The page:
Despite having devoted considerable energies to Academy Awards previews over the past decade, I’d never undertaken to predict their earlier, often portentous peers. Sure, the Globes might not have the same gravitas as the Oscars, but they still warrant at least a little attention.

(Note: While the Golden Globes recognize television as well as film, my focus is on the cinematic side of things. So while I made picks in all categories, I only went in depth on the cinematic side of things.)

Let’s go to the Globes.

Published in Movies

Stories of loss are difficult to tell. Finding ways to convey the notion of grief without succumbing to sentimentality or devolving into the maudlin – particularly on-screen – can prove trying to even the most accomplished filmmaker.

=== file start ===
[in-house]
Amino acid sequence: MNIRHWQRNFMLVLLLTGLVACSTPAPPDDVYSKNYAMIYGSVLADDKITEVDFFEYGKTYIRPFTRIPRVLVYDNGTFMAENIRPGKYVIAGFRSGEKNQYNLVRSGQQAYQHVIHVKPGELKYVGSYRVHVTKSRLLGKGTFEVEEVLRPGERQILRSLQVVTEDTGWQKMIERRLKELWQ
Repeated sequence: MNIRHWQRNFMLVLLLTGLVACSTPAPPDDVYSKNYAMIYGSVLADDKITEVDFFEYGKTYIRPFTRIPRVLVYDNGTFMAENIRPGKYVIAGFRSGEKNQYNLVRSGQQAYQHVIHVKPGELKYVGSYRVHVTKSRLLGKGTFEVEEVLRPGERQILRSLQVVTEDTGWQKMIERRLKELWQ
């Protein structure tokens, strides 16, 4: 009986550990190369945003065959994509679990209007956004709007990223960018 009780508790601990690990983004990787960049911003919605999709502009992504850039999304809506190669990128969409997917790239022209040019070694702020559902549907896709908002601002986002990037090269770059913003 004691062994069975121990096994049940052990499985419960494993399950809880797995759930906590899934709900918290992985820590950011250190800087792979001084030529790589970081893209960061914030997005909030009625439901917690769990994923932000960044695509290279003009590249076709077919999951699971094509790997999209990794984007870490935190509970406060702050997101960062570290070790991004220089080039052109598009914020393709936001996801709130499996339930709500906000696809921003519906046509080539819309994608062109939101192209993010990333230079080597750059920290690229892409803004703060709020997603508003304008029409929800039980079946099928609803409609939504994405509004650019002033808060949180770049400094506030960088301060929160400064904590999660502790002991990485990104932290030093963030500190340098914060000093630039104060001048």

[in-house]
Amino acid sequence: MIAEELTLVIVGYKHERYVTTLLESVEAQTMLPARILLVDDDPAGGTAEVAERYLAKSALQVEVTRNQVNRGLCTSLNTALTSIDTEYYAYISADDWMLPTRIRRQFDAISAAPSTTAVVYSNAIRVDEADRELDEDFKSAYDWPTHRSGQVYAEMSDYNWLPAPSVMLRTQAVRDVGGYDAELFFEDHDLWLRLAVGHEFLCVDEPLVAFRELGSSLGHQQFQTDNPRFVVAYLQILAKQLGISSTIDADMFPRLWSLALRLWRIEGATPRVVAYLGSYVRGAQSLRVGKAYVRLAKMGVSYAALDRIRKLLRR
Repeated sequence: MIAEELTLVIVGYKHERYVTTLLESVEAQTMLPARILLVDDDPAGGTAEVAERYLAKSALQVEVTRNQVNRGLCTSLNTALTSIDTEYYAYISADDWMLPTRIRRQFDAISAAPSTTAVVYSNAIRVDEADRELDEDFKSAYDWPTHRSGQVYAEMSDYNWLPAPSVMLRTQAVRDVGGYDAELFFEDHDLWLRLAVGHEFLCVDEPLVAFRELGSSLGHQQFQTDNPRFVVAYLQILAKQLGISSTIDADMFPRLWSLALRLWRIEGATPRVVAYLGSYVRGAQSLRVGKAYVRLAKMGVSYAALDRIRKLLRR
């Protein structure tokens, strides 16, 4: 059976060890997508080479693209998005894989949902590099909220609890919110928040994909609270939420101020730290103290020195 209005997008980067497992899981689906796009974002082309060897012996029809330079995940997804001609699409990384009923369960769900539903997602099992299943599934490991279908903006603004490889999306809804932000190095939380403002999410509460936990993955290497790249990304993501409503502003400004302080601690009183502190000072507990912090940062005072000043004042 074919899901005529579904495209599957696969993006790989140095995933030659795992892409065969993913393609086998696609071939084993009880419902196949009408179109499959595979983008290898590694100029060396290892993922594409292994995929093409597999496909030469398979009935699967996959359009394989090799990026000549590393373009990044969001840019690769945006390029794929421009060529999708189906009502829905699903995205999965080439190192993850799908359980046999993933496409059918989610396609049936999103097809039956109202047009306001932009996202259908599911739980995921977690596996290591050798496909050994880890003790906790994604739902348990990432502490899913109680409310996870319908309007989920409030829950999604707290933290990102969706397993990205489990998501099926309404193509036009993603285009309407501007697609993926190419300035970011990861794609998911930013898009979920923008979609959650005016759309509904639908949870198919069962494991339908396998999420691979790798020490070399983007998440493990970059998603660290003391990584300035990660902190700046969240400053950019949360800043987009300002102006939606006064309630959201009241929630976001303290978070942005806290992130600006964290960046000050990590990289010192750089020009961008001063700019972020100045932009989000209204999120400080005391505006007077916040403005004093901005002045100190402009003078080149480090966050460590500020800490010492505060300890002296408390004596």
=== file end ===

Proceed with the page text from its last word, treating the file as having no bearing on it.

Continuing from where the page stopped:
Published in Movies
Wednesday, 09 January 2013 14:21

Promised Land' less than promising

Film offers heavy-handed message, not much else

It's always intriguing when a number of Hollywood's heavy hitters get together to work on something especially a pet project. Sometimes, it's a story that they have always wanted to tell. Sometimes, it's just an excuse to go on a working vacation with their buddies. And sometimes, they just want to remind you that they care about stuff.

The first one usually bears positive fruit; if nothing else, the superstar got to prove his or her mettle. The second one is hit ('Ocean's 11') or miss ('Couples Retreat'). And the third one? The third is almost never a good idea. That's when they're looking to impart a 'message.'

Published in Movies